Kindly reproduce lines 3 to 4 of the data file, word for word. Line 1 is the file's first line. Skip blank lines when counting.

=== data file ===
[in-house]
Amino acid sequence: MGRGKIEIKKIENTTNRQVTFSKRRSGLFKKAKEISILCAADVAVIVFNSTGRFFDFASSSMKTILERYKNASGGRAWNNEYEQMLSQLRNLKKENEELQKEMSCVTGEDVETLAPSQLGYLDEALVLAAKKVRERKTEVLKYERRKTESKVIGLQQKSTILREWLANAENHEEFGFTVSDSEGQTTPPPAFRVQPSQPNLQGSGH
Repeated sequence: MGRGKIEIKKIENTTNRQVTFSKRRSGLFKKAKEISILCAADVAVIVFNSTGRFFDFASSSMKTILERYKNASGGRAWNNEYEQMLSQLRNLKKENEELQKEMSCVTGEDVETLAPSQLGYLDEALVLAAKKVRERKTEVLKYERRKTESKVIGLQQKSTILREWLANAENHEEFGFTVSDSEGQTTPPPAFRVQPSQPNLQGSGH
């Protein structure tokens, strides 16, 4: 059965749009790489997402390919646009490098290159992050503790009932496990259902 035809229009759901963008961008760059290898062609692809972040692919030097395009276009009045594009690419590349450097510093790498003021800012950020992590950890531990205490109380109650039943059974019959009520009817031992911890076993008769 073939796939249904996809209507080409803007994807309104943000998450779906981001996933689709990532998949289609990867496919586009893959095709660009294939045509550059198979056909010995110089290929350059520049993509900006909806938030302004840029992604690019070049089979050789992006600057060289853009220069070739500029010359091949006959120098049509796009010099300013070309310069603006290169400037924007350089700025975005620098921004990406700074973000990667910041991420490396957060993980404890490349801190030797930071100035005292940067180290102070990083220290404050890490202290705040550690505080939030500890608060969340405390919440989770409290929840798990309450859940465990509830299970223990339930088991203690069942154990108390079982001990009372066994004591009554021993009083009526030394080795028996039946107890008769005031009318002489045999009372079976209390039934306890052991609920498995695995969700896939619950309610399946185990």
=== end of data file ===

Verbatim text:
Repeated sequence: MGRGKIEIKKIENTTNRQVTFSKRRSGLFKKAKEISILCAADVAVIVFNSTGRFFDFASSSMKTILERYKNASGGRAWNNEYEQMLSQLRNLKKENEELQKEMSCVTGEDVETLAPSQLGYLDEALVLAAKKVRERKTEVLKYERRKTESKVIGLQQKSTILREWLANAENHEEFGFTVSDSEGQTTPPPAFRVQPSQPNLQGSGH
């Protein structure tokens, strides 16, 4: 059965749009790489997402390919646009490098290159992050503790009932496990259902 035809229009759901963008961008760059290898062609692809972040692919030097395009276009009045594009690419590349450097510093790498003021800012950020992590950890531990205490109380109650039943059974019959009520009817031992911890076993008769 073939796939249904996809209507080409803007994807309104943000998450779906981001996933689709990532998949289609990867496919586009893959095709660009294939045509550059198979056909010995110089290929350059520049993509900006909806938030302004840029992604690019070049089979050789992006600057060289853009220069070739500029010359091949006959120098049509796009010099300013070309310069603006290169400037924007350089700025975005620098921004990406700074973000990667910041991420490396957060993980404890490349801190030797930071100035005292940067180290102070990083220290404050890490202290705040550690505080939030500890608060969340405390919440989770409290929840798990309450859940465990509830299970223990339930088991203690069942154990108390079982001990009372066994004591009554021993009083009526030394080795028996039946107890008769005031009318002489045999009372079976209390039934306890052991609920498995695995969700896939619950309610399946185990």